Leonardo Da Vinci- Renaissance Man
By: Max • 1,992 Words • January 6, 2010 • 2,018 Views
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There are not many men in the history of the world that have inspired, influenced and revolutionized the modern world as Leonardo da Vinci has. His works in Arts, Science, Engineering and many others has influenced many people in their respective fields. His works in Engineering such as the designing of a machine that can fly has gone on to influence the Wright brothers who invented the airplane. His research in Anatomy and other biological works has made pathways for surgeons, doctors, and many scientists in their research. Leonardo Da Vinci’s paintings are considered to be the best in the world and priceless which led the pathway to painters creating lifelike paintings with emotion. Overall, Leonardo Da Vinci has been described as the archetype of the "Renaissance man" and as a universal genius, a man infinitely curious, infinitely inventive, and infinitely influential to the modern world.
Leonardo Da Vinci was born on April 15, 1452, in Vinci, Italy in poor family as his father was a painter himself and his mother a peasant girl. He grew up in his father’s home and had 17 siblings. As a child, Leonardo was heavily interested in books which were supplied by family and friends; he was also quickly exposed to the long standing tradition of painting in his family. At age 15, Leonardo’s genius was shown in his paintings as they were amazingly lifelike. He was so good at his work that his master at that time Verrocchio decided never to paint again probably because Leonardo was better than him. Leonardo stayed Verrocchio’s apprentice for a few years till he believed that it was time to make some money with his work. He moved to Milan and worked for the Duke for around 17 years. It was during those 17 years that he reached new barriers of achievement in science and arts. He designed military machines, buildings, and weapons as a side interest for the Duke making extra money, but it was his other works that showed his true genius. From 1485 to 1490, Leonardo produced studies on loads of subjects, including nature, flying machines, geometry, mechanics, municipal construction, canals and architecture; designing everything from churches to fortresses. Also during that period he produced his first studies on anatomy. Leonardo’s interest were so many that many of his works were left unfinished and only few of his paintings were finished such as "The Last Supper" and "The Virgin on the Rocks," and he left dozens of paintings and projects incomplete. He spent most of his time studying science, either by going out into nature and observing things or by locking himself away in his workshop cutting up bodies or searching universal truths. He developed the habit of recording his research, thoughts, and studies in a notebook; his works covered painting, architecture, the elements of mechanics, and human anatomy. Over the next 16 years, Leonardo worked and traveled throughout Italy for a number of employers and it was during this time he met Niccolo Machiavelli who was also considered a genius much like Leonardo during the Renaissance era. In the coming years, Leonardo Da Vinci finished many of his few paintings such as the “Mona Lisa” and many others. In 1516, he was offered the title of Premier Painter and Engineer and Architect of the King by Francis I in France. He suffered from paralysis on his right hand but was still able to draw and teach, in his late years he produced studies on cats, dogs, horses, dragons, St. George, anatomical studies, studies on the nature of water, drawings of the Deluge, and of various machines. Leonardo died on May 2, 1519 in Cloux, France.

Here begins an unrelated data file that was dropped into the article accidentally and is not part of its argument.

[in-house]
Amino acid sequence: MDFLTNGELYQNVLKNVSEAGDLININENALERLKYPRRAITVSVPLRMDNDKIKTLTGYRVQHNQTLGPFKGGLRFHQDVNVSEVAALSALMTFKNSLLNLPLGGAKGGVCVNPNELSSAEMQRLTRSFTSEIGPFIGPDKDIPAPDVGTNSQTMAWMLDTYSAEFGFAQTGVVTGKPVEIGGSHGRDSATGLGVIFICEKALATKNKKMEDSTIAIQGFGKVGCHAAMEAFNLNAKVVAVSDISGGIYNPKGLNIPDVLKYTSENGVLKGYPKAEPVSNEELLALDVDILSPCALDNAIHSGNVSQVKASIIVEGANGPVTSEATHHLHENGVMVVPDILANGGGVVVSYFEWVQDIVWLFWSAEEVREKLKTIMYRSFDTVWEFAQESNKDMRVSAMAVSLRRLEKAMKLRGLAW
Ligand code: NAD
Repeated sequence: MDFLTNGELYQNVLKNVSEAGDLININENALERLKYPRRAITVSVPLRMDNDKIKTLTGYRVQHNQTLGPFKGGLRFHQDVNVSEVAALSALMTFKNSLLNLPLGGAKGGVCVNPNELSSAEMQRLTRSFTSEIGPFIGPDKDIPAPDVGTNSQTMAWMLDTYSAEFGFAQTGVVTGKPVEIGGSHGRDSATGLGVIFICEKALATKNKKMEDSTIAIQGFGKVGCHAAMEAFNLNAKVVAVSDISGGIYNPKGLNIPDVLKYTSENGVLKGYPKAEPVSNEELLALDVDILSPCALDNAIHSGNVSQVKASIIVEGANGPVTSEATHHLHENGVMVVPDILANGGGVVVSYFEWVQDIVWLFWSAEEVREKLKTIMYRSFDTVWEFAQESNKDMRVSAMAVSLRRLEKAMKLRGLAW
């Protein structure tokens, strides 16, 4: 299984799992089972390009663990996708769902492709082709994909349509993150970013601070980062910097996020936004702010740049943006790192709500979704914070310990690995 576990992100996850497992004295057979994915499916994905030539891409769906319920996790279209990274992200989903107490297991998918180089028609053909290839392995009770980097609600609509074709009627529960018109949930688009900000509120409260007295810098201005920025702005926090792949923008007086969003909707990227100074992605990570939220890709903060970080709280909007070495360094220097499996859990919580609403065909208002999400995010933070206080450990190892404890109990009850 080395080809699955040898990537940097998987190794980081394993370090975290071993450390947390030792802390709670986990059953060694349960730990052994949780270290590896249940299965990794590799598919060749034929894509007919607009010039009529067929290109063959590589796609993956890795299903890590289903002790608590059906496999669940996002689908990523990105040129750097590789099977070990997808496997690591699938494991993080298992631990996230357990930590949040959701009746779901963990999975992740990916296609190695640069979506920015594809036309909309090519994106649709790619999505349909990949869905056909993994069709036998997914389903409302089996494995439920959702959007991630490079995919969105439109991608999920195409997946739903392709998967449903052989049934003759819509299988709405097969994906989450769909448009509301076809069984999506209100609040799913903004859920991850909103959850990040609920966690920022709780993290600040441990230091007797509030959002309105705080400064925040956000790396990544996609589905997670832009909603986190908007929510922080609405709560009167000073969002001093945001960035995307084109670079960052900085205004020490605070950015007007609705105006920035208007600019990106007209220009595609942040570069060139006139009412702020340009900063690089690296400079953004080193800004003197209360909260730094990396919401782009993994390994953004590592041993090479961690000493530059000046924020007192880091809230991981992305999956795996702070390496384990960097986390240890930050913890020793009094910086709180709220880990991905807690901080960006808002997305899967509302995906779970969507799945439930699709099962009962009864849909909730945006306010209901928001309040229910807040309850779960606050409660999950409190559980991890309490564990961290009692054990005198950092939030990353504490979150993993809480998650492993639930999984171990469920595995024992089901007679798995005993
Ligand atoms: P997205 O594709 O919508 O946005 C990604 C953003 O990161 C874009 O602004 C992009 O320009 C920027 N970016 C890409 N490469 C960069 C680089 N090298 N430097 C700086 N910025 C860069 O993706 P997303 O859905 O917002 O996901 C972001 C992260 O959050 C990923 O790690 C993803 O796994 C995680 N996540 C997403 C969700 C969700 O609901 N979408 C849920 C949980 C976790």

Leonardo Da Vinci’s art is considered to be the finest in the world because of his ability to paint amazingly lifelike and original paintings. Even though, the Renaissance was centuries away from our time, Leonardo Da Vinci had a keen eye for realism. As there were no cameras back then, the paintings had to be done with immense accuracy but not many were able to do that with the exception of Leonardo Da Vinci. His predecessors were heavily involved in painting in symbolic and bizarrely religious paintings, this made Leonardo take a fresh approach which was painting realistically. This approach was courageous and new which went on to become the standard for painters who followed in the 16th century. His thinking was very different about paintings when comparing to other artists at that time, his research on light and shadow became revolutionary to future painters and artists. He believed that objects were not comprised of outlines, but were actually three-dimensional bodies defined by light and shadow; this technique was called chiaroscuro. The other technique he used in his paintings was called sfumato; he saw object's detail and color changed as it receded in the distance. He used sfumato to create
atmosphere and depth in his paintings. Leonardo Da Vinci was considered